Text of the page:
The billionaire gaming mogul has plans to build a casino-resort in Las Vegas, several years after his last push to make it big in the United States failed.

Packer-led casinos operator Crown Resorts, former Wynn Las Vegas president Andrew Pascal, and Oaktree Capital Management have formed a new resort company that plans to develop a 34.6-acre vacant site on the world-famous Las Vegas Strip.

They have paid about $US280 million ($A303 million) for the lot – which was home to the New Frontier casino – acquired via a foreclosure auction.

The new company hopes to start development work in late 2015, wrapping up in 2018.

Mr Packer, who chairs Crown Resorts and will co-chair the new company, said Crown had always kept its eye on Las Vegas as it built successful casino ventures in Australia, Macau and London.

“You can’t be in the gaming industry and not have a special reverence for Las Vegas. That’s where it all began,” Mr Packer said on Monday.

“And while we fell short in past attempts to enter that market, we now have the ideal opportunity.”

Analysts said a presence in Las Vegas would help Crown market itself to VIP gamblers as an “end-to-end” operator, with casino resorts spread around the world.

Crown could spend at least $US2 billion to $US3 billion (up to $A3.25 billion) on building a premium casino-resort in Las Vegas.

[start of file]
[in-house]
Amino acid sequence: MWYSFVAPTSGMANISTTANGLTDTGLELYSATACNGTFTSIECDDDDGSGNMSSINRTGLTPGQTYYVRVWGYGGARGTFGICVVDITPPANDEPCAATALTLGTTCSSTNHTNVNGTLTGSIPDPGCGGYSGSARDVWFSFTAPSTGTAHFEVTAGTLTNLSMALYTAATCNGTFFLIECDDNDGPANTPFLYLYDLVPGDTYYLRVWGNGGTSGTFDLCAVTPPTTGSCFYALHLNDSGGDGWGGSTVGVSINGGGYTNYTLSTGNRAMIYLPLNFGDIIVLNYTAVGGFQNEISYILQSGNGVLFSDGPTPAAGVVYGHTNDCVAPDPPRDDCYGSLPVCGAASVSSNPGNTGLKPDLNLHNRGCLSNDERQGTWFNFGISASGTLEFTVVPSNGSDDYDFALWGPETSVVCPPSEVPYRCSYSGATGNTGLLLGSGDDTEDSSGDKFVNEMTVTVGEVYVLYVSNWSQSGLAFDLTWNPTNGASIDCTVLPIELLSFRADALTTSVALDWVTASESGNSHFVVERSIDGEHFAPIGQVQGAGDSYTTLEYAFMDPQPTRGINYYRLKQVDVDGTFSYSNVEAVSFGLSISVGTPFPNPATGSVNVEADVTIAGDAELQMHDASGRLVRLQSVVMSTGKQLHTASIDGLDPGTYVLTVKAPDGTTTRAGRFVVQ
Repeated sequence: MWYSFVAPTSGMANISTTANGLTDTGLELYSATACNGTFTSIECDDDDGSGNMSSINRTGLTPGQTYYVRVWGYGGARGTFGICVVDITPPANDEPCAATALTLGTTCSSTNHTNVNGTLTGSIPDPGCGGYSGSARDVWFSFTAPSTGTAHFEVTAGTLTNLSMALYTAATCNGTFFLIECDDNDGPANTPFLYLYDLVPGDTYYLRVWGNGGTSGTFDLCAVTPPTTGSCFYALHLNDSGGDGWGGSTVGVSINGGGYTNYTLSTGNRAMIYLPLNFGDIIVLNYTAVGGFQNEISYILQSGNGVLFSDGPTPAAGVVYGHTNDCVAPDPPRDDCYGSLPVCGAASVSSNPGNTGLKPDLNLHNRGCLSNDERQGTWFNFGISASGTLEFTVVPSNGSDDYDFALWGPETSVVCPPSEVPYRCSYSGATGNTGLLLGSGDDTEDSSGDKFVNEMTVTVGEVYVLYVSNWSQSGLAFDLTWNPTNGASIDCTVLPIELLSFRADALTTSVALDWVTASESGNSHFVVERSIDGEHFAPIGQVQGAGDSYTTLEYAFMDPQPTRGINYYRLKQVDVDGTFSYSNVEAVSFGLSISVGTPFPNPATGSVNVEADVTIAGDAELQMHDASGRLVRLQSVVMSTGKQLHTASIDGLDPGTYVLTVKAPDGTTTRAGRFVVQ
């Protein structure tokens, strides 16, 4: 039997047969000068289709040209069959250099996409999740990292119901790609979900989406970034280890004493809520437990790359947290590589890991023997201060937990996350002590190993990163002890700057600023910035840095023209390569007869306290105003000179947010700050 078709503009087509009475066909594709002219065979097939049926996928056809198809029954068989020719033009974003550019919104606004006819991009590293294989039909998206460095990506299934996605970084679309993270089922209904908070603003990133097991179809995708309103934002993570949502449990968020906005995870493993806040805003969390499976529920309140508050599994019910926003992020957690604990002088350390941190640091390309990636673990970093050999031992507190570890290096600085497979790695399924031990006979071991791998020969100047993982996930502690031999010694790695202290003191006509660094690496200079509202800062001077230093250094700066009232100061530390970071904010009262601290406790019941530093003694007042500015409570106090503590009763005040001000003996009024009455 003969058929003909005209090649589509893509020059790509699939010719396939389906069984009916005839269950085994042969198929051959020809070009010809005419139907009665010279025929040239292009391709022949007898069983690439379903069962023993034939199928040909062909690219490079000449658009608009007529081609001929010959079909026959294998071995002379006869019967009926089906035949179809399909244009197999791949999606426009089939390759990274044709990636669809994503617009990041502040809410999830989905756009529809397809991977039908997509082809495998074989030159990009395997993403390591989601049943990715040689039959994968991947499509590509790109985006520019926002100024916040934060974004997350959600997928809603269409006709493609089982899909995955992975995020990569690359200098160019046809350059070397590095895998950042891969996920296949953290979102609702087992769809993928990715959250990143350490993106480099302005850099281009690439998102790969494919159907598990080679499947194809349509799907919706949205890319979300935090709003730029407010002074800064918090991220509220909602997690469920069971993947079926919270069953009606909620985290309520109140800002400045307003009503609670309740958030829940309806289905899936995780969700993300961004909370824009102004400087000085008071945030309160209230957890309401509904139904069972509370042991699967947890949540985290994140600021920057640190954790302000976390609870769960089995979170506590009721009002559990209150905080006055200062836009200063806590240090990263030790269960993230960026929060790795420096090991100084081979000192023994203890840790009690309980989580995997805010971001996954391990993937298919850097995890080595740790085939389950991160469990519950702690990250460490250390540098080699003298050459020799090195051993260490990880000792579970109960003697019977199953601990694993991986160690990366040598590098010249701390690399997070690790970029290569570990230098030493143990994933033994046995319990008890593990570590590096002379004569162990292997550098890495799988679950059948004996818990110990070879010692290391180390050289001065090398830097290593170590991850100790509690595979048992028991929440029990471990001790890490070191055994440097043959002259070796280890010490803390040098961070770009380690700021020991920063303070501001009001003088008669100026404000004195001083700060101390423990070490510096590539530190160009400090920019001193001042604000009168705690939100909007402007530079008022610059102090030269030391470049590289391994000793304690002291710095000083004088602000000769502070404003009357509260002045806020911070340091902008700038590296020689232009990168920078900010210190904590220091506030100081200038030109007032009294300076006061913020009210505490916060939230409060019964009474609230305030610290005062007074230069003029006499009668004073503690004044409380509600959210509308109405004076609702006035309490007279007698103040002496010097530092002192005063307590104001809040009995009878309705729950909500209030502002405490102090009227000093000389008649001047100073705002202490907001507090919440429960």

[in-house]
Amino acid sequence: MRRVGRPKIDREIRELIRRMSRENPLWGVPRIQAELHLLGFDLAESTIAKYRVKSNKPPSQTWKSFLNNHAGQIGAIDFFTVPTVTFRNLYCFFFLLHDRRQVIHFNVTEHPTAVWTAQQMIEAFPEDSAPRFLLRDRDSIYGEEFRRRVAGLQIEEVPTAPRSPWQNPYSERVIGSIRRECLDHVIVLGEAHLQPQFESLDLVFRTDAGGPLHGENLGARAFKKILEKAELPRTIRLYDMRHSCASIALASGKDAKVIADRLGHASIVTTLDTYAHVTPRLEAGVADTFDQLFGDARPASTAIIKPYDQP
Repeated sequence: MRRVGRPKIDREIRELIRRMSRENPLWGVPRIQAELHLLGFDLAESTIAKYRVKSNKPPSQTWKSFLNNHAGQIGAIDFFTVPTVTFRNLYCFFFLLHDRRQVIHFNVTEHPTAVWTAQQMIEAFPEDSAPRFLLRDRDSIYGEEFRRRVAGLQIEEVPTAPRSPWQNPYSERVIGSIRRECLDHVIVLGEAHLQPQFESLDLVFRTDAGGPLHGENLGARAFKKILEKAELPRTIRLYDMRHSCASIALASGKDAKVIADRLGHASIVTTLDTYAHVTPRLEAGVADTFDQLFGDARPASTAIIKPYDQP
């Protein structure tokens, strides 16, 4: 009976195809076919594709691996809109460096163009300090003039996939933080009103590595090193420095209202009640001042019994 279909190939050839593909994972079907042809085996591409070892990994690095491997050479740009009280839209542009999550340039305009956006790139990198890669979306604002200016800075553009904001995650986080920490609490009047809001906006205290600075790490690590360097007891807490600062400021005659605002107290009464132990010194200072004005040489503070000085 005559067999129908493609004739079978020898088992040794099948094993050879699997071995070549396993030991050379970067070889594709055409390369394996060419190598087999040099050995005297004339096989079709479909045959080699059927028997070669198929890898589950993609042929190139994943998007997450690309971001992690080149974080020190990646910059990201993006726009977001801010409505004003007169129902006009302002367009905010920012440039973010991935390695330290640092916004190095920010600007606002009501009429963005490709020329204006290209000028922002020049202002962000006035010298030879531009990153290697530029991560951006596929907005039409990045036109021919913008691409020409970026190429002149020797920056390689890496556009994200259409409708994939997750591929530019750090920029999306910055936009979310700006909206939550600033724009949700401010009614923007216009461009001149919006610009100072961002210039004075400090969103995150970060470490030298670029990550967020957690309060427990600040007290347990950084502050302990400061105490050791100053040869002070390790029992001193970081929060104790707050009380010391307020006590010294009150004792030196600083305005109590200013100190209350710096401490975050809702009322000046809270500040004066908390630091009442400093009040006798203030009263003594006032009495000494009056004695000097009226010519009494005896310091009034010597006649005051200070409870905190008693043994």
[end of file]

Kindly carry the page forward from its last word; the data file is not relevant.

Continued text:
Morningstar analyst Brian Han said it was only a matter of time before Mr Packer made another attempt at breaking into Las Vegas.

“Putting aside the previous failure, more strategically, you can’t be an integrated casino mogul without a presence in Las Vegas,” he said.

Mr Han said the site for the new the new casino, opposite Wynn Las Vegas, was good and acquired at a good price.

Economic circumstances in the US, and the Las Vegas gambling market, had also improved since Crown’s previous disastrous foray into the US.

Crown wrote down the value of its minority investments in US casino firms Fontainbleau, Stations, and Harrah’s by $462 million in 2007/08.

It also abandoned plans for a $5 billion casino on the Las Vegas Strip, costing it $45 million, as the credit crunch hit financial markets.

The following year, Crown made $1.28 billion in write-offs and writedowns on its US, Canadian and UK casinos which were hit hard by the global economic downturn.

Crown all but declared its stakes in Fontainbleau, Stations, Harrah’s worthless.

Fontainebleau was developing a new casino resort in Las Vegas.

Crown also substantially wrote down its investment in casino operator Cannery Casino Resorts, a US “locals” casino operator with one casino in Pittsburgh and three in Las Vegas.

Crown chief executive Rowen Craigie said at the time that the investments in North America had been ill-timed.

By Trevor Chappell